The term 'Diwali release' is intrinsically connected to a carnivalesque celebration; everything is included, everything is excessive, and what better to embody this feeling than good ol' Bollywood? Not just the films themselves, but everything around their release during this time — the opening weekend numbers, the high-profile box-office clashes, the promotions, the advance ticket bookings — all of them are equally intrinsic to a 'Diwali release' as much as a film's text. The films themselves are released with the imagined masses in mind, lending them a particularly national address. This year, we sorely miss all of that, despite the Diwali releases we got on OTT platforms. Maybe this is a good time then, to remember a Hindi film that released much before the excess of the 1990s made Diwali another occasion for going to the movies in droves.
1970s popular cinema is discussed today within the context of angst against the failures of the Indian State, channelling the political turbulence of the decade into filmic narratives. It is also discussed for being the heyday of the Indian New Wave (also called Parallel Cinema), which blossomed under State patronage, carving a separate identity in its employment of experimental film practices. Kunwara Baap (directed by Mehmood), a popular Hindi film released two weeks after Diwali in 1974, was a riff on The Kid (1921, dir. Charlie Chaplin), where a poor man finds an orphaned kid and adopts him. However, polio formed the backdrop of this extremely personal tale by Mehmood, whose own son was afflicted with polio. Though the film is remembered as a sombre narrative, in retrospect there are more than enough moments where its carnivalesque nature bursts through. The film had, among other things, a dedicated religious song, a wrestling match, a rickshaw race, a courtroom scene, and a well-choreographed fight scene involving crutches. There are no doubts about its appeal to the national audience either. The adopted kid is literally named Hindustan — a counter to anyone trying to appropriate him into any religion. Moreover, it features two direct fourth-wall-breaking addresses to the audience about raising awareness on polio and sanitation, one of which comes right as the film ends, with Mehmood suddenly getting up after dying on-screen to persuade people to not abandon kids afflicted with polio, and raise and educate them. It also features special appearances from almost every major star of the time: Sanjeev Kumar, Dharmendra, Hema Malini, Amitabh Bachchan, Yogeeta Bali, Dara Singh, Lalita Pawar and Mukri, to name a few.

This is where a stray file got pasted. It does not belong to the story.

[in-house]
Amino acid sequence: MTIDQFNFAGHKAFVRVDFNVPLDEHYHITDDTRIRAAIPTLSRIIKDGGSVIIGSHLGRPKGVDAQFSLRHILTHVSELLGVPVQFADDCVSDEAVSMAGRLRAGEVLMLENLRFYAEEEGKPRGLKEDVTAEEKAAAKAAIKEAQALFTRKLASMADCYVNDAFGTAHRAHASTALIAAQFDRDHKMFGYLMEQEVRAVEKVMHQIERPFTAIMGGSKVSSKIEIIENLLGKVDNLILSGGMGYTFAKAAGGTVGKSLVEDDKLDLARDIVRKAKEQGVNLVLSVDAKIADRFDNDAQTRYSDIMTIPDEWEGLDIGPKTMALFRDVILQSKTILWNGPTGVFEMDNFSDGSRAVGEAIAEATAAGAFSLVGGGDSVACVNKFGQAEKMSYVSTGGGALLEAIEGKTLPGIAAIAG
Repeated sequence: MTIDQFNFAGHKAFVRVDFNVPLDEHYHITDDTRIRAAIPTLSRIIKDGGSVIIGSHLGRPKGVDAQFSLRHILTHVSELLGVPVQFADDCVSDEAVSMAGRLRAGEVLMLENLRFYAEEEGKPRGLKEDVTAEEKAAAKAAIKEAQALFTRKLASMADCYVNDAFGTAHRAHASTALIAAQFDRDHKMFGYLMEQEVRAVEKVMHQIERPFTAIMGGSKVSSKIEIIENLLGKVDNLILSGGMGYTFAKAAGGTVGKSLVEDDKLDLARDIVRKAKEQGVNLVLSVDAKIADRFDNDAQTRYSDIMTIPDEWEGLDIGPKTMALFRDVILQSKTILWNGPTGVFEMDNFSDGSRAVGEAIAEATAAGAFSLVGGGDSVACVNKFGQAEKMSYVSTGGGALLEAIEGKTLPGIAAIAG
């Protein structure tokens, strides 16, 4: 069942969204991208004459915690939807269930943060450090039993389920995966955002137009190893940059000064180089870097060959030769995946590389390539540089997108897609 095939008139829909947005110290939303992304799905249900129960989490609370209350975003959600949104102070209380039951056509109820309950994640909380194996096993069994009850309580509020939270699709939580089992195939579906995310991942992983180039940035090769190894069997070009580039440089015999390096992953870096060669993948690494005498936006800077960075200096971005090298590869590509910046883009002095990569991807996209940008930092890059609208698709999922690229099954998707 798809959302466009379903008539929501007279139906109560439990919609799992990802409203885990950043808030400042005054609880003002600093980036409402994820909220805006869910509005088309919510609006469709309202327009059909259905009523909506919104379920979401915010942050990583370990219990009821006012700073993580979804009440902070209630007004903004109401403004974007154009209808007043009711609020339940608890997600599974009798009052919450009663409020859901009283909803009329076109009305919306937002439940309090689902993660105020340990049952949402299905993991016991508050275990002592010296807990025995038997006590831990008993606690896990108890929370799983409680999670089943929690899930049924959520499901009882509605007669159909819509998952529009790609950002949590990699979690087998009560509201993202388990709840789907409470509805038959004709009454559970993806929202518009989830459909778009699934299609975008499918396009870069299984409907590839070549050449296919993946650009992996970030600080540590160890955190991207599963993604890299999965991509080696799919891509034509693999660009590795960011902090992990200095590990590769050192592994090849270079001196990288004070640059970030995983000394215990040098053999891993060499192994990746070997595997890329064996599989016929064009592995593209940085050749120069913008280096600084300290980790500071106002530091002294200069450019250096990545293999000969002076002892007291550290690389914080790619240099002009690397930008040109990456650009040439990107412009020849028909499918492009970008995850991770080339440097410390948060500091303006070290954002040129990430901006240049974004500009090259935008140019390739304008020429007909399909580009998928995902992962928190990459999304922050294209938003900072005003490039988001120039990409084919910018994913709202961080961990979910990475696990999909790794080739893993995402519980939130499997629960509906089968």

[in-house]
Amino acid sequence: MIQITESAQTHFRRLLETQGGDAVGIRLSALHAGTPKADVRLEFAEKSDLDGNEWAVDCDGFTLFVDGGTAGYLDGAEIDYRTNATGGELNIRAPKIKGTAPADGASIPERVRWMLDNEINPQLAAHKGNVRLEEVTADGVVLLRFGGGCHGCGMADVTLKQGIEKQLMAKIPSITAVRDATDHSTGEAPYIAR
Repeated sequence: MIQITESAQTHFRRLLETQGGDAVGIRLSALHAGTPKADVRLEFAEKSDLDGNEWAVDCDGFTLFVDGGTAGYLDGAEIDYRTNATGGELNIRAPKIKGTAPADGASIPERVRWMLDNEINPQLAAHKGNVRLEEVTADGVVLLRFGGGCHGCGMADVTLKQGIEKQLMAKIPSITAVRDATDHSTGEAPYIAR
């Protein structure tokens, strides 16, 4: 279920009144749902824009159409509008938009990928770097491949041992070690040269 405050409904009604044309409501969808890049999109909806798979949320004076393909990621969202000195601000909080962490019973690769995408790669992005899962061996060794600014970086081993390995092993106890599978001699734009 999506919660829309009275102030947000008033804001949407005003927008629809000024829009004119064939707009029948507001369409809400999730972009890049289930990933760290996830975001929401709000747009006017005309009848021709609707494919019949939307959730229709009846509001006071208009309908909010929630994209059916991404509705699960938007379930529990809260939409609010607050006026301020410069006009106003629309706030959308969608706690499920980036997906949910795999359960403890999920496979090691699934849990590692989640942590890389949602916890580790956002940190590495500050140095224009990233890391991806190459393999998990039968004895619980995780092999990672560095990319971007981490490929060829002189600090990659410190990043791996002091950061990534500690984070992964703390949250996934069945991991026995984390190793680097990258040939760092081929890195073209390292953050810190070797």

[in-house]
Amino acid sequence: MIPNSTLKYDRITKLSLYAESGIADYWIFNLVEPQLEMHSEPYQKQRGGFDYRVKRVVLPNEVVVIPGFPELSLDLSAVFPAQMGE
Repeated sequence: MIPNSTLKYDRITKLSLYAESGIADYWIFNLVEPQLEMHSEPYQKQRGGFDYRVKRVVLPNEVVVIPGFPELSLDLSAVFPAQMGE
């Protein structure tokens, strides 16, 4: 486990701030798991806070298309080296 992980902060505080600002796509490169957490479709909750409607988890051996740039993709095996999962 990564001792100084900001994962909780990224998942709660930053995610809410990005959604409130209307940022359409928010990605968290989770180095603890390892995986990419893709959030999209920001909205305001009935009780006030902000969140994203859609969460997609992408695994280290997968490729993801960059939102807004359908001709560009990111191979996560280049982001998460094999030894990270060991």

But what I wish to discuss here is an example from the film that shows that this film not only tried to negotiate erstwhile popular currents, but also the cinematic practices prevalent at the time. One that has had a robust afterlife on YouTube and in communal rituals. I am talking about the song 'Saj Rahi Gali Meri Maa', a song that is now famous for its representation of the Hijra community. (It's interesting how a song from a film released in 1974 manages a much better representation of the transgender community than a 2020 Diwali release. But I digress.) The song is a bittersweet exchange between the rickshaw puller who has suddenly appeared with an infant, and the Hijra community that welcomes him but demands answers. This feeling of melancholy, however, pervades not just the text but the meta-text as well. Beginning with a playback solo by Mohammad Rafi, and dancing to the lyrics "saj rahi gali meri maa, sunehre gothe mein" (The streets are decorated with a golden-bordered chunni), is the half-naked torso of a drunk Mumtaz Ali (Mehmood's father), celebrating the arrival of a new child in the community. The shot, panning from an overhead net of flowers to a mid-shot of Mumtaz in the foreground, with kids of the poor community populating the background, immediately evokes a world of deprivation despite the celebratory nature of the lyrics. The meta-text of course, is that Mumtaz Ali, who was orphaned very early his life is the one performing a song about the arrival of an orphaned kid, who will soon contract polio. That too, in a film that his son Mehmood made to spread awareness about polio, because his son contracted it. Yes, cinema is life itself.
Another delight that I discovered in the song was the sequence where a frame within a frame appears when Mehmood is narrating the story of how he found the kid. The entire story in the smaller frame is shown as a succession of slightly sepia-toned still photographs ending with a slight movement of Mehmood's hand over his chest in the last photograph, just as Mehmood does the same action in the bigger, coloured frame. In one fell swoop, the song appropriates the aesthetic of some of the Indian New Wave directors, who themselves were inspired by films like La Jetée (1962, dir. Chris Marker). So, suddenly, within a catchy tune and a back-and-forth exchange, Mehmood uses the New Wave aesthetic to invoke a sense of deep seriousness about issues like abandonment, adoption, homelessness, and poverty. This sequence is a striking repudiation of the supposed divide between the cinematic practices of the Indian New Wave and popular Hindi cinema originating from Bombay.
So, now you have a popular film that releases two weeks after Diwali, has special appearances from most major stars of the day, is a deeply personal story that is also aimed at the nation for generating awareness about a social problem, mixes comedy (Mehmood won the Filmfare Award for Best Performance in a Comic Role), tragedy, melodrama and action, and has songs that have had enduring afterlives on the internet. And in the song, it employs the aesthetic of a parallel cinematic practice not aimed for the masses. What would be a Diwali release if not this?